|"Only dull people are brilliant at breakfast"
|"The liberal soul shall be made fat, and he that watereth, shall be watered also himself."
-- Proverbs 11:25
President Obama is pressing congressional leaders to consider a far-reaching debt-reduction plan that would force Democrats to accept major changes to Social Security and Medicare in exchange for Republican support for fresh tax revenue.
At a meeting with top House and Senate leaders set for Thursday morning, Obama plans to argue that a rare consensus has emerged about the size and scope of the nation’s budget problems and that policymakers should seize the moment to take dramatic action.
As part of his pitch, Obama is proposing significant reductions in Medicare spending and for the first time is offering to tackle the rising cost of Social Security, according to people in both parties with knowledge of the proposal. The move marks a major shift for the White House and could present a direct challenge to Democratic lawmakers who have vowed to protect health and retirement benefits from the assault on government spending.
“Obviously, there will be some Democrats who don’t believe we need to do entitlement reform. But there seems to be some hunger to do something of some significance,” said a Democratic official familiar with the administration’s thinking. “These moments come along at most once a decade. And it would be a real mistake if we let it pass us by.”
Rather than roughly $2 trillion in savings, the White House is now seeking a plan that would slash more than $4 trillion from annual budget deficits over the next decade, stabilize borrowing, and defuse the biggest budgetary time bombs that are set to explode as the cost of health care rises and the nation’s population ages.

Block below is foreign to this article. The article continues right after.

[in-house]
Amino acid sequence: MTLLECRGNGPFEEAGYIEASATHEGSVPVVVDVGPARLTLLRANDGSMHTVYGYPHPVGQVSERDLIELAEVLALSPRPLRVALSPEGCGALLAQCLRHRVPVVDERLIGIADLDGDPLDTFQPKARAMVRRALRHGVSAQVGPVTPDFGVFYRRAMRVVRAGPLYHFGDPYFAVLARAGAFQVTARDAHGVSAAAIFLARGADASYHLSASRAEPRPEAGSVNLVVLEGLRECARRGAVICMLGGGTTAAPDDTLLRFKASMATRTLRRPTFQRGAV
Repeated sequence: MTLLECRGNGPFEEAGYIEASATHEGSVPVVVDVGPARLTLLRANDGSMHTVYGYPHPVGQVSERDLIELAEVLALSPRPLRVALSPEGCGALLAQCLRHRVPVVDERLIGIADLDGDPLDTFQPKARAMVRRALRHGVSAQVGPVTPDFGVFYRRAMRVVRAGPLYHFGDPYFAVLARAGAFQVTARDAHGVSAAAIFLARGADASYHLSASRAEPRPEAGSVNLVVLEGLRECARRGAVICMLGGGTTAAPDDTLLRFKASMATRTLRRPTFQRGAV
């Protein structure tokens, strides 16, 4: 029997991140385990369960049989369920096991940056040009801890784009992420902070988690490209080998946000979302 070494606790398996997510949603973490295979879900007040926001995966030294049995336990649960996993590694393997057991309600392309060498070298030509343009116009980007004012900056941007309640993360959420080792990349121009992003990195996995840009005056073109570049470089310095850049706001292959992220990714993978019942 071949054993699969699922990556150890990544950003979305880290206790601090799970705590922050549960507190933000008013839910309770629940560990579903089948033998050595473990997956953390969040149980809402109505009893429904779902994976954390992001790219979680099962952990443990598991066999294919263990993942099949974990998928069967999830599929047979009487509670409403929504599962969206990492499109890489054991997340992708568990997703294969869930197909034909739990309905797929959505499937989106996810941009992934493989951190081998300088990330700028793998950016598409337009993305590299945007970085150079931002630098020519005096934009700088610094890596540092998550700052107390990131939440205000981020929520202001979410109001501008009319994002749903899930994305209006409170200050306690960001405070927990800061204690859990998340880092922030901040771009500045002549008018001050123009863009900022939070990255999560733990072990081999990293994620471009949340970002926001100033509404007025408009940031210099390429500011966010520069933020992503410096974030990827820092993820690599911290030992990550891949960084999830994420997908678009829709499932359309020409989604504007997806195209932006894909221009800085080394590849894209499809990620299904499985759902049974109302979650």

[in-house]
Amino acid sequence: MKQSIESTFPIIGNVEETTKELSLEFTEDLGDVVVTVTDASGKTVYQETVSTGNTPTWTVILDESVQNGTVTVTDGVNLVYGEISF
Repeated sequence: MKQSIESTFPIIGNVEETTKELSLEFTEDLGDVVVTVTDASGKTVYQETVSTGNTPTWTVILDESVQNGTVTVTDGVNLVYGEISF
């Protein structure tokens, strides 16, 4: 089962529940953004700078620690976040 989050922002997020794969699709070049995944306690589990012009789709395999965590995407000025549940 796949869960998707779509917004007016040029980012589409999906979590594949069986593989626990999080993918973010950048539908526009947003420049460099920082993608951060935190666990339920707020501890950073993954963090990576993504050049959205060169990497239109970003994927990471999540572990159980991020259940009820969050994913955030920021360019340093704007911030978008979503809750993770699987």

That would represent a major legislative achievement, but it would also put Obama and GOP leaders at odds with major factions of their own parties. While Democrats would be asked to cut social-safety-net programs, Republicans would be asked to raise taxes, perhaps by letting tax breaks for the nation’s wealthiest households expire on schedule at the end of next year.
The administration argues that lawmakers would also get an important victory to sell to voters in 2012. “The fiscal good has to outweigh the pain,” said a Democratic official familiar with the discussions.
Several polls ask people if taxes should be increased on people who make more than $250,000. Polls show substantial majorities support the idea. We found majorities of 72 percent, 64 percent, and 59 percent. (Those are from April polls by ABC News/Washington Post, McClatchy-Marist, and USA Today/Gallup, respectively.)
On whether corporations pay enough in taxes, Gallup found that 67 percent said they pay too little.
Finally, we should note one area where we found contradictions on tax increases --in polls that ask people if they favor spending cuts, tax increases, or some combination thereof.
A Reuters/Ipsos poll conducted at the beginning of May found that most people, 52 percent, favored a combination of cuts and tax increases. The NBC/Washington Post poll from April found that number was even higher, at 59 percent.
On the other hand, when you don't give people the option of both, they favor spending cuts over tax increases by significant margins. We found a Reuters/Ipsos poll from March that found people favored spending cuts over tax increase by 56 percent to 30, and a CBS News/New York Times poll from January that put it at 62 to 29.
But then we found polls that asked participants if they preferred cuts to benefits such as Social Security and Medicare over tax increases. In those cases, the results favored tax increases. The CBS News/New York Times poll found that 62 percent favored increasing taxes before Medicare benefits are cut.